I have always been uneasy about the notion of affirmations. A recital of a statement repeated over and over again. Some people say their affirmations to themselves in their mind as a comforter like a safety blanket a child would take everywhere. Others stand in front of a mirror, staring at themselves and state their affirmation almost as though it was a war cry.
I would read books that declared you must have your favourite affirmations in order to boost confidence, increase wealth and find lasting happiness. All singing, all dancing motivational speakers would tell stories of how they created a habit of saying affirmations each day and suddenly they became more successful.
It sounds great and for a portion of the masses who are seduced by the easy wins, affirmations are great fodder; discover what you are unhappy with in your life (I am always broke) , construct an affirmation or steal someone else’s (Everyday I am becoming more and more open to having money in my life) and repeat until, in theory, the unconscious make it a part of you and the ‘reticular activating system’ guides your attention to things that can make it a reality.
The Problem with Affirmations
The problem I have with affirmations are two fold;
- Any attainment of a goal or project has to be with a bias towards action. Affirmations are statements, which on a good day may make you feel better but isn’t necessarily creating a bias to act.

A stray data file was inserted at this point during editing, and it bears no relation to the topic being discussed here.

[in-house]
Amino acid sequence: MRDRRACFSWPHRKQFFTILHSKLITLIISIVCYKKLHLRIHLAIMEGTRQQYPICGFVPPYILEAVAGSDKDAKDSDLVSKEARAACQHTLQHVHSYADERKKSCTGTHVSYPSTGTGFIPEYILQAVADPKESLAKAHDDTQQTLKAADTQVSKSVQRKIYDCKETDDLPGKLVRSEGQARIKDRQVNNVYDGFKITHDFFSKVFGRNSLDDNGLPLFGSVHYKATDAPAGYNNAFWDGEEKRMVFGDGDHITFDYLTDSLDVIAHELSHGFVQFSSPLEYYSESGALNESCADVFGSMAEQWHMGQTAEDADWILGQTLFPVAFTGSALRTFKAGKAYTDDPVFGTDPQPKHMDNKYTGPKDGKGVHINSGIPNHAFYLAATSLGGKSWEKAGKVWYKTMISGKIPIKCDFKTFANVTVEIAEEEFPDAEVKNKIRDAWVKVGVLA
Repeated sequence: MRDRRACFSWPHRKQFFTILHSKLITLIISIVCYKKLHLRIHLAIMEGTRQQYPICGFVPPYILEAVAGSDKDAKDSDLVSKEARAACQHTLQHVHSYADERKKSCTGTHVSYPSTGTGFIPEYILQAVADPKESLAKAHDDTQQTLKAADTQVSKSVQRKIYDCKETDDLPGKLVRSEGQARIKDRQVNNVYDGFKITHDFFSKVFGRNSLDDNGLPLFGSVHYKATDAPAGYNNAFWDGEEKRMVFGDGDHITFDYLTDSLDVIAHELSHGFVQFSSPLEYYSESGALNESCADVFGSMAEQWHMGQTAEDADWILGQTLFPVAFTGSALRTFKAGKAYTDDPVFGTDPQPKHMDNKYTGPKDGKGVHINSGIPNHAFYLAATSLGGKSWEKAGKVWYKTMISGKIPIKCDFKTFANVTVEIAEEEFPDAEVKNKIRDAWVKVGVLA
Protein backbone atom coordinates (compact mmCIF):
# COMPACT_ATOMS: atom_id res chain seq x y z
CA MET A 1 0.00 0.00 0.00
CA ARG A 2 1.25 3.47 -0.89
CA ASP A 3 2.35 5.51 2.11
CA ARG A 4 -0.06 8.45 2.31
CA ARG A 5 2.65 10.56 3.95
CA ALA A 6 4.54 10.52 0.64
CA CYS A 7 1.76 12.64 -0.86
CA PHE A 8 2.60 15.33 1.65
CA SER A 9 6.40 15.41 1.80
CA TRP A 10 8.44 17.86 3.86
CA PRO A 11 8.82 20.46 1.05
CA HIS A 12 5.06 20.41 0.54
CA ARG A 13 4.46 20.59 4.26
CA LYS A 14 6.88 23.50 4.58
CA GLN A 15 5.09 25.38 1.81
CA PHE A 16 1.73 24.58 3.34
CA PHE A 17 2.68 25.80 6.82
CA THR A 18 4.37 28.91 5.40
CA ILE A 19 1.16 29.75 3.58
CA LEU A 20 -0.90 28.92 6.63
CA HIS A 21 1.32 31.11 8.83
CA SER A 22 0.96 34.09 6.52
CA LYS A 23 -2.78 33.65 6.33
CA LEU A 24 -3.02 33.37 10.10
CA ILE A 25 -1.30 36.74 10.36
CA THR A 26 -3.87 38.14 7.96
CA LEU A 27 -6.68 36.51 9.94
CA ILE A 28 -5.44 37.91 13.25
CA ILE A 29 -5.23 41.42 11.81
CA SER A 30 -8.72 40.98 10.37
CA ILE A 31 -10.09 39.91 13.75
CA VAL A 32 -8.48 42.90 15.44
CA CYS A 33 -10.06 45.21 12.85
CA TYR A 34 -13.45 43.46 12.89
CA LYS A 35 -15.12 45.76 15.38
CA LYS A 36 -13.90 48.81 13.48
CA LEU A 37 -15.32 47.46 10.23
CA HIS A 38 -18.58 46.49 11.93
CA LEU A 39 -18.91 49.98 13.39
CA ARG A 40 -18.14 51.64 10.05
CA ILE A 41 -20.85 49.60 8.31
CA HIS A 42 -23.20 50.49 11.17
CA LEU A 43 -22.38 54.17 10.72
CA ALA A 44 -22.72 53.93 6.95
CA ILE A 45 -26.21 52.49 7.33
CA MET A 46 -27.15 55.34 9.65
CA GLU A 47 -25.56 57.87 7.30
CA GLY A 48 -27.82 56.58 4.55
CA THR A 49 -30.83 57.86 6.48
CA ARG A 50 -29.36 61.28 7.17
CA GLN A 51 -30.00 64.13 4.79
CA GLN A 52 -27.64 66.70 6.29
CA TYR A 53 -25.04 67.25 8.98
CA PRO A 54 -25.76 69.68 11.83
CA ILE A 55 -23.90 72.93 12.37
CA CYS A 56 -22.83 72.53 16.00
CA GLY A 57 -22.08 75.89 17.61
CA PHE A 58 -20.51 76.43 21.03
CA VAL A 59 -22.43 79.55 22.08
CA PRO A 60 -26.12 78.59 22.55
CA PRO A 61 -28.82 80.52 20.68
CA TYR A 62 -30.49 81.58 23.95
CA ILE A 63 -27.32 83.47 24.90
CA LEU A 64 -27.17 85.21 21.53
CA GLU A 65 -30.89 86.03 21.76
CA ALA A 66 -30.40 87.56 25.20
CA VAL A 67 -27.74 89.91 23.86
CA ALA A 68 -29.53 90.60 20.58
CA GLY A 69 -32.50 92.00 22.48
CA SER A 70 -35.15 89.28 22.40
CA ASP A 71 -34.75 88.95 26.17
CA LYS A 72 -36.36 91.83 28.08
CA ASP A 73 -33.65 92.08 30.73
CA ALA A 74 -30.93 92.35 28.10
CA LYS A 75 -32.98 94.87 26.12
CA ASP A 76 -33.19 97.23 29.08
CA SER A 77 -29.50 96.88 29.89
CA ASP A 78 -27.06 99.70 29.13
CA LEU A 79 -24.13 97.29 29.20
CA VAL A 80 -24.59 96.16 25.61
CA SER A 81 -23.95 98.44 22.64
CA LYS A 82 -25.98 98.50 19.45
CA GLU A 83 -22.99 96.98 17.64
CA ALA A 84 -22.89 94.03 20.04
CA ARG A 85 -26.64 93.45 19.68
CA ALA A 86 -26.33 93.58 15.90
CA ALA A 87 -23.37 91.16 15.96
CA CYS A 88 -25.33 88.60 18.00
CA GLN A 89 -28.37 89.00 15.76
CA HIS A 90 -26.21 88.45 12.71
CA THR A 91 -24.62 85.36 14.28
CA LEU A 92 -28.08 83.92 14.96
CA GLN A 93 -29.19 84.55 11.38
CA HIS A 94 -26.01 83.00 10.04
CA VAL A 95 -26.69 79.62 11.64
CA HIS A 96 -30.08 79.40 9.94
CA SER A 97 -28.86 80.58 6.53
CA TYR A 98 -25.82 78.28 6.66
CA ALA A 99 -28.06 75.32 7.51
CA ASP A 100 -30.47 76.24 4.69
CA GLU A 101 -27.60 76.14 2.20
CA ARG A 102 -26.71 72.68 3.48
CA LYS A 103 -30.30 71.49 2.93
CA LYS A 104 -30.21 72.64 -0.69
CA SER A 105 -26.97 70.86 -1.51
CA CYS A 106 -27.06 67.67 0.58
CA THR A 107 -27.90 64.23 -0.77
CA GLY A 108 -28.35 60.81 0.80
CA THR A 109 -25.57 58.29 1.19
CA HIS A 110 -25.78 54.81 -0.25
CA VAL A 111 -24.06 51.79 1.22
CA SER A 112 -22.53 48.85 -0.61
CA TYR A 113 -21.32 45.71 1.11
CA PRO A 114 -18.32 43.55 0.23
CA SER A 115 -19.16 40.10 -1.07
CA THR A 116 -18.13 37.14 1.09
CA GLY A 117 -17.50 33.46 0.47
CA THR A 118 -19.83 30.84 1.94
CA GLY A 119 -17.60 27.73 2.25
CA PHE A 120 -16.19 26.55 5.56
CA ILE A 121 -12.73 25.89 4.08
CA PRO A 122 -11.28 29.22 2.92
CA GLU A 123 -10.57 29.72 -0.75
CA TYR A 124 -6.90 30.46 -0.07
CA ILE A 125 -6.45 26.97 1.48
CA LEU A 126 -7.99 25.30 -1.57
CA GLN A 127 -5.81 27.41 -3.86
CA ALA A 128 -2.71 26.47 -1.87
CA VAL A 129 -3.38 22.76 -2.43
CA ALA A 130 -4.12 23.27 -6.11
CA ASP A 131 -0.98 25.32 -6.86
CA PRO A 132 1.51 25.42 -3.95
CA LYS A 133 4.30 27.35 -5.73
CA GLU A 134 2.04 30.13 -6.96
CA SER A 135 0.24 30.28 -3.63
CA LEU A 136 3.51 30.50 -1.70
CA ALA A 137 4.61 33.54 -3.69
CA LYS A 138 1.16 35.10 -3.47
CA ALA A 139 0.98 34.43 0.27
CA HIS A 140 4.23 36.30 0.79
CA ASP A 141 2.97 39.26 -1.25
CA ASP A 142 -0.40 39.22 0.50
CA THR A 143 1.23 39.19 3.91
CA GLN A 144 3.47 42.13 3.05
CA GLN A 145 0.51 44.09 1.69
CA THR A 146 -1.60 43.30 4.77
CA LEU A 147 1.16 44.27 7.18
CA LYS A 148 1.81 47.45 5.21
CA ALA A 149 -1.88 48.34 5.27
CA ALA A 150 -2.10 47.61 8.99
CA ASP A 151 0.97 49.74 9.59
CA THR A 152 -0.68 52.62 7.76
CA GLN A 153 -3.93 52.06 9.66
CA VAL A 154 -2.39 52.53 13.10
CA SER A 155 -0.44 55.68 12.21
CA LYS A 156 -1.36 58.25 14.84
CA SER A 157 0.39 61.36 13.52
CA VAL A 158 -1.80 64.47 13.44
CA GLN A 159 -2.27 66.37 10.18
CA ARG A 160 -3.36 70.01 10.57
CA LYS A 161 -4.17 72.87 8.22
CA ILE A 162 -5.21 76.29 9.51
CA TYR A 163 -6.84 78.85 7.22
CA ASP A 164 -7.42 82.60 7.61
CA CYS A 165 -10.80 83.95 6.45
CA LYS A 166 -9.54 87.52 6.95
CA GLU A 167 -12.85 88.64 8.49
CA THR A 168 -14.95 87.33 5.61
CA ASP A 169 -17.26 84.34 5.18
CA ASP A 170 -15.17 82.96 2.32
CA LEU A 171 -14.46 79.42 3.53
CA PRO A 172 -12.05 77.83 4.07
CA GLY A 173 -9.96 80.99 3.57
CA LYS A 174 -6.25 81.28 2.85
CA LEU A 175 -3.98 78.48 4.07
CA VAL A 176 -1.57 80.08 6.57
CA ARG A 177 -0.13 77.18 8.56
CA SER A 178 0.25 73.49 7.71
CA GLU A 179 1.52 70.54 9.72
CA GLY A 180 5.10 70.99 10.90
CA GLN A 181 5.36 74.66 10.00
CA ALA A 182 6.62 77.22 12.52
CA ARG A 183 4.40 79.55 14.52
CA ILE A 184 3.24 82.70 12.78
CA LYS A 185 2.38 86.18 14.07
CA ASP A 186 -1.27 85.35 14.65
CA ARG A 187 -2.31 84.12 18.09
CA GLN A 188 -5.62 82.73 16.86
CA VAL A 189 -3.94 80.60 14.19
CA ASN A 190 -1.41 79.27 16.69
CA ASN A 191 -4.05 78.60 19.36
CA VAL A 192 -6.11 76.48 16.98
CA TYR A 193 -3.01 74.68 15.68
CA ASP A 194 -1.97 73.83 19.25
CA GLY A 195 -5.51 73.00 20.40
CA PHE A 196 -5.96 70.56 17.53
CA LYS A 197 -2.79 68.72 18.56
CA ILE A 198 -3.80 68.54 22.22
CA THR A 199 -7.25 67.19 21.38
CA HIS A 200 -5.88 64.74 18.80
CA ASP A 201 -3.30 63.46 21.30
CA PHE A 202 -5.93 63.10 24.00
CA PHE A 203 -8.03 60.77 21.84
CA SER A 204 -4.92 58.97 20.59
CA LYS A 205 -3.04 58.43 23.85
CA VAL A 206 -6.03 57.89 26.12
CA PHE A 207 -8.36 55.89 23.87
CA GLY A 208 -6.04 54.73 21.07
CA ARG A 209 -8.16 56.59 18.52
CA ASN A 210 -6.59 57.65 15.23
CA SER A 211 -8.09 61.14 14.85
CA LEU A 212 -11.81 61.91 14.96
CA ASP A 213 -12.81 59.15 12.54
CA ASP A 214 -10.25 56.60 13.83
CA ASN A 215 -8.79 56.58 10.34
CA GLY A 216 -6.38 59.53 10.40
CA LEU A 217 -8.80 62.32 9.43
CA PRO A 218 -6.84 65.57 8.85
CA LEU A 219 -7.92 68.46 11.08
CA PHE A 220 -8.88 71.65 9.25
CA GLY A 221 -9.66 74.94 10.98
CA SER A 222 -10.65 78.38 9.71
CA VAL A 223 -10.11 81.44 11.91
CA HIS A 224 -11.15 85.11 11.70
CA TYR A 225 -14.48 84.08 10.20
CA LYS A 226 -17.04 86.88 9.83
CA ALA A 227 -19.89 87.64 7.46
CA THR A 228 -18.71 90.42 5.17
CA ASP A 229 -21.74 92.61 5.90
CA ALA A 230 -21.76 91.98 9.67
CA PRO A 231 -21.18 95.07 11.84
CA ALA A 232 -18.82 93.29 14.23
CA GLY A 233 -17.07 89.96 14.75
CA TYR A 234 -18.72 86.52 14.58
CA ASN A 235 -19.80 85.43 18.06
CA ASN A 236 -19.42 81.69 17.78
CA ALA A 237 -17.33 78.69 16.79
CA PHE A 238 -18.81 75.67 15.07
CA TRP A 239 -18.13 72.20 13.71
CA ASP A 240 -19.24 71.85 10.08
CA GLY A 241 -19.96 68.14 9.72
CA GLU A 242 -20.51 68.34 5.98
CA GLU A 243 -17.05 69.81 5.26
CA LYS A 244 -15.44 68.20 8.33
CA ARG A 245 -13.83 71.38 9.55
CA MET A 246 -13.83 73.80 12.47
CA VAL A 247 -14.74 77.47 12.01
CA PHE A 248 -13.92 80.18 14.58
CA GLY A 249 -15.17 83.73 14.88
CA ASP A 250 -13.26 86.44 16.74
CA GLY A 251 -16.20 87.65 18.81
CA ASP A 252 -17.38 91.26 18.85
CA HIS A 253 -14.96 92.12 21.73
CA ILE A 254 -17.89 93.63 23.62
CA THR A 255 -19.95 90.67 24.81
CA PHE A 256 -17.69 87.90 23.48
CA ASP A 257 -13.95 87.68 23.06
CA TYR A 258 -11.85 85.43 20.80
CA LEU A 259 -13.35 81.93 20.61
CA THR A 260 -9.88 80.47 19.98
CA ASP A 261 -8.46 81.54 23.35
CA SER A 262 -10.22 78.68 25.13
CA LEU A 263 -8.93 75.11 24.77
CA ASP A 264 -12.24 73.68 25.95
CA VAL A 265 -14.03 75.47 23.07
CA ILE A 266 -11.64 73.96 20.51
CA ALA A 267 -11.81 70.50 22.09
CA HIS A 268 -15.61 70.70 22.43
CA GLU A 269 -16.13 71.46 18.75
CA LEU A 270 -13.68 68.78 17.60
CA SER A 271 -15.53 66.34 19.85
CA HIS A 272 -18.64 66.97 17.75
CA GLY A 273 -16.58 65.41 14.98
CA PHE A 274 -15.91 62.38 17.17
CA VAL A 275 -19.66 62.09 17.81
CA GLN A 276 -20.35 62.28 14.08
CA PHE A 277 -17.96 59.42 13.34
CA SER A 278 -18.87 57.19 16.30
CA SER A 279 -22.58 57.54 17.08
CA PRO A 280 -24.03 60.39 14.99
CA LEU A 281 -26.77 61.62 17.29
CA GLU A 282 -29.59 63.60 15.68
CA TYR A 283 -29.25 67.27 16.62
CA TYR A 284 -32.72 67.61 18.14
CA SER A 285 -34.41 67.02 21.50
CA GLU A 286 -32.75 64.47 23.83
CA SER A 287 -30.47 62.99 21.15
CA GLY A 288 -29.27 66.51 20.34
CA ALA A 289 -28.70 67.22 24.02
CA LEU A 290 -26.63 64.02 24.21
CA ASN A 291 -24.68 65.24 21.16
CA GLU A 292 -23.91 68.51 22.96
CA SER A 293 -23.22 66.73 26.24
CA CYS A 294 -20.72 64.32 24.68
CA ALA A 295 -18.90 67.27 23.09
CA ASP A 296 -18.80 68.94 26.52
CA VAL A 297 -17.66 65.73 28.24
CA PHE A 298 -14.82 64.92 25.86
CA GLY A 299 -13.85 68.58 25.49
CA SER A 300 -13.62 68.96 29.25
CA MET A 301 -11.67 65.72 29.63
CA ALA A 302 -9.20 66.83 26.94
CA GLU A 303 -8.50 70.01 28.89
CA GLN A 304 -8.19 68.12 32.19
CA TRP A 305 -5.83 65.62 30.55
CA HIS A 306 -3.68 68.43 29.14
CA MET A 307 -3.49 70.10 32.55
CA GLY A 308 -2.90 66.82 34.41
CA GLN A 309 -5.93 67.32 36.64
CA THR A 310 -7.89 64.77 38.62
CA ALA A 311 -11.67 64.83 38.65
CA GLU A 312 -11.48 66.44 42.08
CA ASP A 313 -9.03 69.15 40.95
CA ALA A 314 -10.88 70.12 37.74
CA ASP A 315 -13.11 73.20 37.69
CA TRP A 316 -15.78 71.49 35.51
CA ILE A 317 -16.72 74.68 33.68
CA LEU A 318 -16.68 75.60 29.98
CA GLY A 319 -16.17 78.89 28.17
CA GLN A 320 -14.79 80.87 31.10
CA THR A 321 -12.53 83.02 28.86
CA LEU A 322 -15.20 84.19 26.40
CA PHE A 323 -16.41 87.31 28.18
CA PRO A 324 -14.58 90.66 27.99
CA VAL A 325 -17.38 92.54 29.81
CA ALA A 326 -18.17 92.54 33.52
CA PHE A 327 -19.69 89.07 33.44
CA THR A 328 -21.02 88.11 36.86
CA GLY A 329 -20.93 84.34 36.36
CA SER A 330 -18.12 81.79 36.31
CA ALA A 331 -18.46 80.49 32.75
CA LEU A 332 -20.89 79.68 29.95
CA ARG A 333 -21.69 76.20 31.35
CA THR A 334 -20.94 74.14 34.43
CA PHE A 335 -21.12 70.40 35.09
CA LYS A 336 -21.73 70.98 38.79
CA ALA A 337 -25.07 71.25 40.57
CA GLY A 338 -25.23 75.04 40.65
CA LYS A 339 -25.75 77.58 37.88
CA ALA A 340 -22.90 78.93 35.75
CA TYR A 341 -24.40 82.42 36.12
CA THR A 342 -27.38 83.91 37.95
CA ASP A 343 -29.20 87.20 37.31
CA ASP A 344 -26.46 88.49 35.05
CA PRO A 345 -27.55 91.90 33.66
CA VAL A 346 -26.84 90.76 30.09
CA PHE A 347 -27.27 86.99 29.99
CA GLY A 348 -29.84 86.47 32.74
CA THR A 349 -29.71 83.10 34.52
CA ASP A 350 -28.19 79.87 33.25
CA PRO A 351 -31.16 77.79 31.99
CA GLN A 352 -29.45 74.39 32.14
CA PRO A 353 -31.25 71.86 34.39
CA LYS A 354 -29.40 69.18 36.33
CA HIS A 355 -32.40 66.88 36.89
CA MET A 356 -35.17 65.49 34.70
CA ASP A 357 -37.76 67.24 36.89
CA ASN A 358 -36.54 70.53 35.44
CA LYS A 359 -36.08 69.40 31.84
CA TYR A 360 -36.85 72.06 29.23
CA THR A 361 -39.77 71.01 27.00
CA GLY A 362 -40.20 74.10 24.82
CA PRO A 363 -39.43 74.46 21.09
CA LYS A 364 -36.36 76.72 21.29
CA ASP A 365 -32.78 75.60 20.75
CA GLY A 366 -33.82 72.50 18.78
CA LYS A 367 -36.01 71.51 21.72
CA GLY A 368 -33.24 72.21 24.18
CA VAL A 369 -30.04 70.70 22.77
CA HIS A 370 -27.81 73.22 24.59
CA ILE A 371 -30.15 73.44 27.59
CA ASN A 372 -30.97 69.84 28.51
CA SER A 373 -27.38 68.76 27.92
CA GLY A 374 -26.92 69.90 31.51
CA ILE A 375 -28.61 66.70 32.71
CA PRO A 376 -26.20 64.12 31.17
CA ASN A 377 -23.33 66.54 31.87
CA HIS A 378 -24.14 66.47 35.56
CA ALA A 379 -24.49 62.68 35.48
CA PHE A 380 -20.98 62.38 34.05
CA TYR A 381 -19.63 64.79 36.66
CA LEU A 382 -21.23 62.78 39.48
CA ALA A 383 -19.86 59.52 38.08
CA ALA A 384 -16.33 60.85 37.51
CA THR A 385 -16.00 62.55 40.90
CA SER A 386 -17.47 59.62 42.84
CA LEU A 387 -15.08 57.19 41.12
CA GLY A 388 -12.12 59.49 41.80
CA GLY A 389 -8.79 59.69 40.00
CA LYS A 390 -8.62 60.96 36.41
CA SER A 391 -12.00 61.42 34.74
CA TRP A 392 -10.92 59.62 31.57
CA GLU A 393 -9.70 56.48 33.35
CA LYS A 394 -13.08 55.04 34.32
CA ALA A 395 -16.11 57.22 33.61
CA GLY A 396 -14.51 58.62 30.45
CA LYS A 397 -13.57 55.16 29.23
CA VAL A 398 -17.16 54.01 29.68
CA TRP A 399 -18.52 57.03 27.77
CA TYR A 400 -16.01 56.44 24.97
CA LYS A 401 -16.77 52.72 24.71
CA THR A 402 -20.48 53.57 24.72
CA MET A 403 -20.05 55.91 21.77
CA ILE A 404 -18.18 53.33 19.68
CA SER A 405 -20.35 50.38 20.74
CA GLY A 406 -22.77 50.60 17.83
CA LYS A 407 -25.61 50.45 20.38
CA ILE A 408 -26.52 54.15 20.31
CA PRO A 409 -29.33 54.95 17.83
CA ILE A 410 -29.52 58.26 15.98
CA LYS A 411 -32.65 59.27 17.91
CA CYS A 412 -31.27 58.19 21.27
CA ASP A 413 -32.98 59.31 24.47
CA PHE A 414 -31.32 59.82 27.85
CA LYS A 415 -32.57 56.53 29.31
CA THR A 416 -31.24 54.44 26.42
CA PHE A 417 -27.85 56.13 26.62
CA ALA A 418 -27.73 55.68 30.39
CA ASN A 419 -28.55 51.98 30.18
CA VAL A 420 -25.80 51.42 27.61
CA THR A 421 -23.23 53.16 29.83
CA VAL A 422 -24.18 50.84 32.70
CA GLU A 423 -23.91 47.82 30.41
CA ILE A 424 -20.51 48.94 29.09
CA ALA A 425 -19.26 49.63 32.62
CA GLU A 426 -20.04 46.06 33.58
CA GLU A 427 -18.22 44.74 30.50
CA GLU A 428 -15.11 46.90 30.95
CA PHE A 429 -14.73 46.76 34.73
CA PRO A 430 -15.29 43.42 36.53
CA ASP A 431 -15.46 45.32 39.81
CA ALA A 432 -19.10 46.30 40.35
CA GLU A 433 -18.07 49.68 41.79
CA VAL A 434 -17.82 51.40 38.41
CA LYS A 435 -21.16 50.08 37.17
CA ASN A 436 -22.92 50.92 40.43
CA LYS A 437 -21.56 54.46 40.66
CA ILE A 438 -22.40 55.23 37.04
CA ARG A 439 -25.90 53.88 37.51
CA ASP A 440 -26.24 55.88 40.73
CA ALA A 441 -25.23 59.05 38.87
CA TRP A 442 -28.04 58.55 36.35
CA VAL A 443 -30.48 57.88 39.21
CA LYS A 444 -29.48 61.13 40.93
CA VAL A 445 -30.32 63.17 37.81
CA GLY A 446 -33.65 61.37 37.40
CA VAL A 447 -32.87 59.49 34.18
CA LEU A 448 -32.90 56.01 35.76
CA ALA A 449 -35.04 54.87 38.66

- Complete this little experiment. Say out loud a little biography of yourself. In my case I would say ‘My name is Aaron Morton, I live in the UK and I have brown hair and blue eyes’ (all true). Now I want you to say a couple of statements that are a complete fabrication about yourself. I would say ‘I am female, I have given birth to 2 children and I have long hair down to my backside’ (all false I promise). Notice the difference in feeling between the statement you know as true and the one you know as false. There is a different sense, the body knows when you are not being true.
People Felt Worse
And this is my point; with affirmations you are attempting to affirm something that is not true…yet. This was shown in a study conducted by a group of psychologists at the University of Waterloo who found that people who were currently experiencing low self-esteem felt worse after saying their affirmations. This would normally come in two forms. Either they had a felt sense what they were saying was not true or they had become very good at providing counter-examples of why the affirmation was not true (which for anyone that has worked with people with self-esteem issues knows, they are typically very good at counter-examples).
So what do I prefer instead and what do I work with my clients to get better at?
Asking better questions
The brain is a goal seeking mechanism. It is always seeking to achieve something whether that is fulfilling ingrained automated habits or seeking to solve a problem. It is expert at this, so when you ask questions you are giving your brain the opportunity to do what it does best. Instead of ‘I am becoming happier with each day’ you can ask ‘What is it that makes me feel happy?’ and then see what answers come up. When answers do come up you can then set a bias towards action and ask “Which of these can I do today’?
For the next month begin to ask yourself questions more frequently in order to direct your attention and see the difference it makes to both your behaviour and the results you get.
Now your turn! What do you think? Does affirmations have a place in getting success?